The top disruptive autonomous vehicle technologies in 2021
Years ago, autonomous vehicles were just a concept. Today, they’re much more attainable and already on the road in some places. The industry is developing, though, and 2021 is on track to see countless improvements.
The following five disruptive technologies will improve the autonomous vehicle landscape and bring them even closer to full realization.
Data has always been something to protect. However, as new technologies come about, so does the amount of data automotive companies must defend for themselves and their customers.
Moreover, the COVID-19 pandemic has drastically increased cybercriminal activity due to reliance on technology and the internet for information and resources.
Since autonomous vehicles rely on integrated technology and data, they now require more protection. For instance, the car itself may run on private networks that transfer information to a data center. If a cybercriminal taps into that network, they could potentially uncover valuable information.
Throughout 2021, automakers should focus on increasing protections for this valuable data.
2. Digital Marketing
As the pandemic changed daily life, commerce changed with it. E-commerce increased by over 45 percent from its standing in 2019. As consumers turn to the internet for shopping, automakers should do the same. For now, most autonomous vehicle deals will be for B2B commerce, and digital marketing will come in handy here.
E-commerce is faster and safer than in-person marketing and sales. It opens up opportunities for autonomous vehicles to gain traction and become more of a norm in the industry.
In addition, it’s important to remember that digital marketing involves more than just the sales of the vehicles themselves. Autonomous vehicle companies can use new commerce methods to market insurance or individual parts.
3. Sensory Systems
Vehicles that use sensory systems are not necessarily a new dynamic. However, the newest sensory systems for autonomous vehicles are more advanced than they’ve ever been. They use artificial intelligence (AI), sensors, and radar to get around without causing accidents.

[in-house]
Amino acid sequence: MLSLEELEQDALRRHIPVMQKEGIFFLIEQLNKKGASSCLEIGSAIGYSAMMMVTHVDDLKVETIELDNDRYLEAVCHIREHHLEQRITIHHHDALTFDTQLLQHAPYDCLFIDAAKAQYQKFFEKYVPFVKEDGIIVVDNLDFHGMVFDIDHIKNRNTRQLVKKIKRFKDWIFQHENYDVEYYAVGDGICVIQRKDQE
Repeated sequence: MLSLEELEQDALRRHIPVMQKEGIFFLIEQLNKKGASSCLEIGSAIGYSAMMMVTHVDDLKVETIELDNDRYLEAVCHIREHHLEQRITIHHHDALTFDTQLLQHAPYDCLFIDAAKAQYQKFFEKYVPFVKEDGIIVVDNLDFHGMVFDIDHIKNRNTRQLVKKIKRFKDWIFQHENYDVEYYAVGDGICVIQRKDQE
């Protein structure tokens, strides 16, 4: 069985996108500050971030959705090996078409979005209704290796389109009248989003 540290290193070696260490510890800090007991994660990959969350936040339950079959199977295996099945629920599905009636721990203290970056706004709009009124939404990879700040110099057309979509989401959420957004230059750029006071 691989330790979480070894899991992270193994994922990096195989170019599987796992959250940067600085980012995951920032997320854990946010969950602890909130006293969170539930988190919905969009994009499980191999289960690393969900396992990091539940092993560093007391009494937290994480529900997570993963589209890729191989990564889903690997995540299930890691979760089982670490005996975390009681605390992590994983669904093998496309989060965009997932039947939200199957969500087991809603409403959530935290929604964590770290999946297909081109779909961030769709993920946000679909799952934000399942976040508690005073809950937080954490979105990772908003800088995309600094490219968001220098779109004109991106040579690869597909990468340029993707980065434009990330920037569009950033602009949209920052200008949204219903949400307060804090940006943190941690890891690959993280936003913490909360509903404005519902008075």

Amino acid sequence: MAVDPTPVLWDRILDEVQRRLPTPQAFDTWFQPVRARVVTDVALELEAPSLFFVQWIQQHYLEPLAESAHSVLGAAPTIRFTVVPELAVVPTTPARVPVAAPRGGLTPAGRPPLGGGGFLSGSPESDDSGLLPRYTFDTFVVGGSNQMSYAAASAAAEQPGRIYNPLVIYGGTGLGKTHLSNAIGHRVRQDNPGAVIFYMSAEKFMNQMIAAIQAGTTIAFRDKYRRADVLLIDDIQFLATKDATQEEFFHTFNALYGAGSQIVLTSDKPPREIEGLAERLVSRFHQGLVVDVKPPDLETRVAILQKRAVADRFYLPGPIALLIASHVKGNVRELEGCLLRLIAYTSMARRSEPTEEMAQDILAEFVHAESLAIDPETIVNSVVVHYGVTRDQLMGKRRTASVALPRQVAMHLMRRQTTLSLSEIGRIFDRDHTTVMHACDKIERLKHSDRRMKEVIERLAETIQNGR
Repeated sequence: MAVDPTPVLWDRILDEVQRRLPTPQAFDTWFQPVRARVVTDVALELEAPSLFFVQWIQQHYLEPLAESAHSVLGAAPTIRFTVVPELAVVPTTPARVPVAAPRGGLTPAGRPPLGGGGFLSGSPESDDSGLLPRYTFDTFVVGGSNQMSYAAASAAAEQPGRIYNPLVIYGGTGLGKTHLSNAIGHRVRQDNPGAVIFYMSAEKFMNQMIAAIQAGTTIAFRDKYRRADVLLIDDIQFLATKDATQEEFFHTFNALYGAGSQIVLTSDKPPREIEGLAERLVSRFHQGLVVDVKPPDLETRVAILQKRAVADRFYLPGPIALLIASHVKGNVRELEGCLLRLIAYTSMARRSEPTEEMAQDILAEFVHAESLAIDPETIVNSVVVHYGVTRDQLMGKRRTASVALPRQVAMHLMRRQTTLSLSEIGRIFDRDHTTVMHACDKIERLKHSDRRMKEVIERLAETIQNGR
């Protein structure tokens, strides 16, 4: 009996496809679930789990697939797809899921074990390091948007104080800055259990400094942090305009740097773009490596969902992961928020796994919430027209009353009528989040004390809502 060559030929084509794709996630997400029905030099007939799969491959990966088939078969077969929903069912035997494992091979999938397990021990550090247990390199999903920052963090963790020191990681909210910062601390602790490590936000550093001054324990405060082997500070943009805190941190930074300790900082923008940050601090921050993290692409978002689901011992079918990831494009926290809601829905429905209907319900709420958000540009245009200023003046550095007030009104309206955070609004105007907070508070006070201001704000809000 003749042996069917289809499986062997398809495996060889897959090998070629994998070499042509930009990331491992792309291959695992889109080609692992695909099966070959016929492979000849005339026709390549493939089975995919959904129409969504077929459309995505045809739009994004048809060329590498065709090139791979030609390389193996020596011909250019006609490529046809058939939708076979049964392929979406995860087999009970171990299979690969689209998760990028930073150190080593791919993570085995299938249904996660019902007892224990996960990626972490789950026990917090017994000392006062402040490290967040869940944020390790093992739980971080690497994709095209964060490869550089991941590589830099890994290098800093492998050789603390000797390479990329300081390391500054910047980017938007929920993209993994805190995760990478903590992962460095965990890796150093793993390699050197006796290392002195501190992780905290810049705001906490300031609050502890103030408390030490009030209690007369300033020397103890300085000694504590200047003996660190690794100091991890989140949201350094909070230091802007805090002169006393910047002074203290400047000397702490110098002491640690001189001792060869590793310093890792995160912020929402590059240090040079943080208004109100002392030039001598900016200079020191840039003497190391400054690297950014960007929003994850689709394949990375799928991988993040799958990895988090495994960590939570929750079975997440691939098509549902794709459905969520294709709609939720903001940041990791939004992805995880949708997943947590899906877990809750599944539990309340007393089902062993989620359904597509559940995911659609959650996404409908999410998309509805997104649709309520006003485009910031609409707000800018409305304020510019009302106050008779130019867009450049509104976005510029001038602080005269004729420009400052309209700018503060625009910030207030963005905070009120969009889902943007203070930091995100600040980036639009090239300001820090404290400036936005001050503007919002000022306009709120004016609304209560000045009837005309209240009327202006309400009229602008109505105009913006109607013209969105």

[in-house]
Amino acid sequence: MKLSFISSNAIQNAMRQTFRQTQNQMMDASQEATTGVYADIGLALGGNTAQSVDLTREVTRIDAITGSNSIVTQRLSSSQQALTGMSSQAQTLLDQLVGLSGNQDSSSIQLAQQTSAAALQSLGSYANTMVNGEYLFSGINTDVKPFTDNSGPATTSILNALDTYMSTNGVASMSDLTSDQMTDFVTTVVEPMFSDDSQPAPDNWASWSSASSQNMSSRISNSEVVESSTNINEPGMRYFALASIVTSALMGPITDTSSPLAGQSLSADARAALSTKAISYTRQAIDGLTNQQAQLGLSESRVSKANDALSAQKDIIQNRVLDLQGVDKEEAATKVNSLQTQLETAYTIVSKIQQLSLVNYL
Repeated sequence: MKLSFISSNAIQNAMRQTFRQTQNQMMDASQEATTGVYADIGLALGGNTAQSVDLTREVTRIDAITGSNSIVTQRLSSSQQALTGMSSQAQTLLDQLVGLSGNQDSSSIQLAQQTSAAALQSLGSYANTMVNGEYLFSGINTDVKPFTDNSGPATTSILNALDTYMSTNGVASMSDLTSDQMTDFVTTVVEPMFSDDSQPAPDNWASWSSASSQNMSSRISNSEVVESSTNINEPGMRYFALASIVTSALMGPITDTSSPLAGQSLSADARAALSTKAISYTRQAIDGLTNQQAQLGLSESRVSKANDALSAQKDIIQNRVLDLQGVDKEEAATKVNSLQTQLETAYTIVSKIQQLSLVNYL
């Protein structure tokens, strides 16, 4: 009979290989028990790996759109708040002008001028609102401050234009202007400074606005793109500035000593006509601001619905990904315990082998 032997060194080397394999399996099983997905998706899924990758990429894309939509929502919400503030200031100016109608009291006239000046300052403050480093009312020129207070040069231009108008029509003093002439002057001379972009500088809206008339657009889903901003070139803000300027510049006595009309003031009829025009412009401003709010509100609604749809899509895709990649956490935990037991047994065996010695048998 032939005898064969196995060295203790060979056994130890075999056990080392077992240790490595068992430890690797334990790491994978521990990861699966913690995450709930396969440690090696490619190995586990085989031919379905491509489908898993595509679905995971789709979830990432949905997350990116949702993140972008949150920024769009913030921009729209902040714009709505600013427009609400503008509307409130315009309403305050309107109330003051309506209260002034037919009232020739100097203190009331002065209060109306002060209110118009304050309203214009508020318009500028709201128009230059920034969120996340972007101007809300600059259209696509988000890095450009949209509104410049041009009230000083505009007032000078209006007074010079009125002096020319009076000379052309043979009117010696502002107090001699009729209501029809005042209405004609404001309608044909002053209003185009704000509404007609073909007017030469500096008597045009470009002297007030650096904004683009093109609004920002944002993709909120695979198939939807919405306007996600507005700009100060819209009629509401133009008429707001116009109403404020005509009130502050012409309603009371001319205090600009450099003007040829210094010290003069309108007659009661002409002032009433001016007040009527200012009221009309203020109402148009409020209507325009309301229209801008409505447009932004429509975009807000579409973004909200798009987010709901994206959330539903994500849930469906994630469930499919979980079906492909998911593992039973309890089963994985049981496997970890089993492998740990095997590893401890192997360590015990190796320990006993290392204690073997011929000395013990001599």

The sensors and cameras provide an image of the surrounding environment as the car moves, and the radar can measure velocity. Newer tech like Lidar is now adding precision for performance and reliability. In various tricky weather and light conditions, Lidar will help the car navigate.
It’s technology like this that helps bring forth the idea that autonomous vehicles could reduce accidents on the road with the right sensory systems in place.
4. Ridesharing Apps
Ridesharing apps have already taken off in the U.S. as practical and accessible ways to get around. Ridesharing is still evolving, though, and is already integrating with autonomous vehicles. Notably, Waymo has been operational on a small scale in Phoenix since October 2020.
These vehicles help riders get to their destination, just as a taxi, Uber, or Lyft would. This dynamic would also fit well with food delivery if companies head in that direction.
Autonomous vehicles could also add a level of physical safety during the ride now that the pandemic encourages limited contact between people. Having no driver results in less contact.
5. 3D Printing
3D printing is an industry on its own, and it has taken off fast. For autonomous vehicles, this form of printing may be a game-changer. It’s fast, practical, and affordable. As autonomous vehicle companies continue to fine-tune their models, they can 3D print prototypes instantly and cost-effectively without waiting for the part to come through the supply chain.
With 3D printing, manufacturers can print objects big and small. Newer parts, like protective cases for sensory systems, may be a hassle to obtain. 3D printing provides them right away.
The main obstacle here will be to first, of course, have a 3D printer. Then, manufacturers can focus on ways to cut costs while 3D printing.
A Changing Landscape
These disruptive technologies are what will ultimately make autonomous vehicles more common and more accessible in the industry. The current small-scale uses of these vehicles are a good start. From improved cybersecurity practices to 3D printing, the entire landscape can shift to include the most innovative technologies for autonomous vehicles yet.
Devin Partida writes about AI, apps and technology at ReHack.com, where she is Editor-in-Chief